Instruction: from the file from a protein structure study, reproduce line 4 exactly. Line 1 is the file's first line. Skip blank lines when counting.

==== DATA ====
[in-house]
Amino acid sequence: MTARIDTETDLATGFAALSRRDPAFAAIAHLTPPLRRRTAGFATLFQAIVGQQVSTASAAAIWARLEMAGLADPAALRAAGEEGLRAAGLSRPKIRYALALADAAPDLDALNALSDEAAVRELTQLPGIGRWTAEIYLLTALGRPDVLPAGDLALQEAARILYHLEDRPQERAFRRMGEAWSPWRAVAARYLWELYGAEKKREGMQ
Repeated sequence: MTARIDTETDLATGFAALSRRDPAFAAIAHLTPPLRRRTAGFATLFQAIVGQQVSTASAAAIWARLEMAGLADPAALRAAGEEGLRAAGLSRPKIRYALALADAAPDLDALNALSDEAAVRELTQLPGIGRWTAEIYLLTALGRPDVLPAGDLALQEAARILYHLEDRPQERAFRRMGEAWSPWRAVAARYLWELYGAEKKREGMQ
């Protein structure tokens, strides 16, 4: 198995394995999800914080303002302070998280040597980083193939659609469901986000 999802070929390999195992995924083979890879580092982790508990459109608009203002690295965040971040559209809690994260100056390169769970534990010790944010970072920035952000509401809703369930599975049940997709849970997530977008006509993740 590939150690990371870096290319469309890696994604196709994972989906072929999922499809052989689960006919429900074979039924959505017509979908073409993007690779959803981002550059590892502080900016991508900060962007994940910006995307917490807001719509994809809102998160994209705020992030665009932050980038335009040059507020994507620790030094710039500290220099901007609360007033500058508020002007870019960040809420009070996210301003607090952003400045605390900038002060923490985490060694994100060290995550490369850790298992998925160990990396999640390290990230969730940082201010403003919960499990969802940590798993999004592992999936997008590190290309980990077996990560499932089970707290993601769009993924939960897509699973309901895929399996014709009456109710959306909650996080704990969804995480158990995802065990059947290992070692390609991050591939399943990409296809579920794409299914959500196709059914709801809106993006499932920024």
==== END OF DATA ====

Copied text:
């Protein structure tokens, strides 16, 4: 198995394995999800914080303002302070998280040597980083193939659609469901986000 999802070929390999195992995924083979890879580092982790508990459109608009203002690295965040971040559209809690994260100056390169769970534990010790944010970072920035952000509401809703369930599975049940997709849970997530977008006509993740 590939150690990371870096290319469309890696994604196709994972989906072929999922499809052989689960006919429900074979039924959505017509979908073409993007690779959803981002550059590892502080900016991508900060962007994940910006995307917490807001719509994809809102998160994209705020992030665009932050980038335009040059507020994507620790030094710039500290220099901007609360007033500058508020002007870019960040809420009070996210301003607090952003400045605390900038002060923490985490060694994100060290995550490369850790298992998925160990990396999640390290990230969730940082201010403003919960499990969802940590798993999004592992999936997008590190290309980990077996990560499932089970707290993601769009993924939960897509699973309901895929399996014709009456109710959306909650996080704990969804995480158990995802065990059947290992070692390609991050591939399943990409296809579920794409299914959500196709059914709801809106993006499932920024």